"That boy good!” a crowd member exclaimed at a Michael O’Neal concert at Time Flies in Paris.
The boisterous concert-goer’s sentiment soon became the general consensus that night, as the local pub filled with many other attendees belting out their own lively cheers for O’Neal’s Southern rock.
Folks patronize small town pubs like Time Flies to simply relax with some comfort food and a cocktail or play pool and socialize after a long work week, usually paying little attention to the musical act on stage. The ambiance of Time Flies on Saturday night was quite different from that. It was abundantly clear at the end of the band’s first song that patrons were taking notice.
O’Neal alternated in vocal stylings between gently confessional to loudly unapologetic. A huge asset to O’Neal’s songwriting was Coby Reese on lead guitar. The solo work Reese did was impressive enough to pull the audience in while O’Neal took breaks between verses to focus solely on playing rhythm. Bass and drums were handled by brothers Rodney and Jefferey Key, who played like brothers to say the least, never losing perfect time to O’Neal’s unvarnished lead.
O’Neal is a Paris native who now lives in Blossom with his wife and children, but who still works in Paris as a mailman. Even though O’Neal has been professionally playing his original brand of Americana for over 20 years and has five studio albums to show for it — “Dark Side of a Small Town,” “Soulshine” and “Family Business,” among them — he has never “quit his day job” despite having an undeniably marketable talent.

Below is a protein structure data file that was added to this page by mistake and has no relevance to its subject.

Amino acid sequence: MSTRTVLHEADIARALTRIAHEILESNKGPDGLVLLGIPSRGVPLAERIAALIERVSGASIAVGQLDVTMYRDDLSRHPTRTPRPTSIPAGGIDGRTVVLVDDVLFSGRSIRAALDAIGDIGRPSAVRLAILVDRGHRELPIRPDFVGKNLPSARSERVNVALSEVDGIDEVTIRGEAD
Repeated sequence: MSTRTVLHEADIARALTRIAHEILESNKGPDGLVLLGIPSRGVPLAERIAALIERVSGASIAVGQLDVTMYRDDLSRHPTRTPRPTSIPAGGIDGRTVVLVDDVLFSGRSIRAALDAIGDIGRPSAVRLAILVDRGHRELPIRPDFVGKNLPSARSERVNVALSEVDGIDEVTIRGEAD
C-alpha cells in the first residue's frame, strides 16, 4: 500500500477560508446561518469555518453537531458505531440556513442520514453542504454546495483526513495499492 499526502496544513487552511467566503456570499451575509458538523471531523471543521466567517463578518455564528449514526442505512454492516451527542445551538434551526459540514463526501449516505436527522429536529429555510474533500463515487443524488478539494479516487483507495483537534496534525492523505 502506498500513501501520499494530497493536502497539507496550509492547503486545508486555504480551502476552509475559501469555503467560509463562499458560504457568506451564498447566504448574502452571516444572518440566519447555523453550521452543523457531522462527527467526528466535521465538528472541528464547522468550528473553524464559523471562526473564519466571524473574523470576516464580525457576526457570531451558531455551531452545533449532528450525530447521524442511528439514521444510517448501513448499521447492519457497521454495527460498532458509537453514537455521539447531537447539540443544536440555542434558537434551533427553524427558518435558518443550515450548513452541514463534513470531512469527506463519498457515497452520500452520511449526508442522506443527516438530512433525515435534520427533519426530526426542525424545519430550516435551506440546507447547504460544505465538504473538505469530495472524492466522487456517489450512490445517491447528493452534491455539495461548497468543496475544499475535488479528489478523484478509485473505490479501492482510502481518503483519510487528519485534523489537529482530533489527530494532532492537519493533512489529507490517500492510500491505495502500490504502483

“Well, the first night I ever played was probably the best I ever did,” O’Neal said when asked about his past with paying gigs. “I made $450, and I went home and told my dad: ‘I’m quitting my day job.’ But then I never did because I didn’t make that kind of money again for 10 years.”
O’Neal has been writing songs since his early 20s when he realized he didn’t like how he sounded while singing covers. O’Neal said he was driven by a ‘well if I’m gonna do it my way, I might as well do it right’ philosophy, and he began writing lyrics. Deeply personal and brazenly unabashed lyrics speak clearly and directly to certain kinds of heartache, like the bone-deep weariness of child custody cases and familial longing, issues often overlooked in mainstream music.
O’Neal can be painfully shy off stage in stark contrast to his on-stage persona.
“I guess I change up there because I’m passionate about music, especially since these songs mean so much to me. I mean every song is about someone I know,” O’Neal said.
When asked about which songs in particular come to mind, O’Neal said “Going West” or “Nova ’71.” “Going West” is about going to work with his dad in his truck every day and those times they spent together just talking.
“We used to always joke about just going west ’cause we were always headed west on the way to work,” O’Neal said.
“Nova ’71” is about the painful day his sister was made to leave their childhood home. O’Neal had trouble talking about it, ultimately saying “just listen to it.”
O’Neal’s discography can be found online at www.michaelonealmusic.com.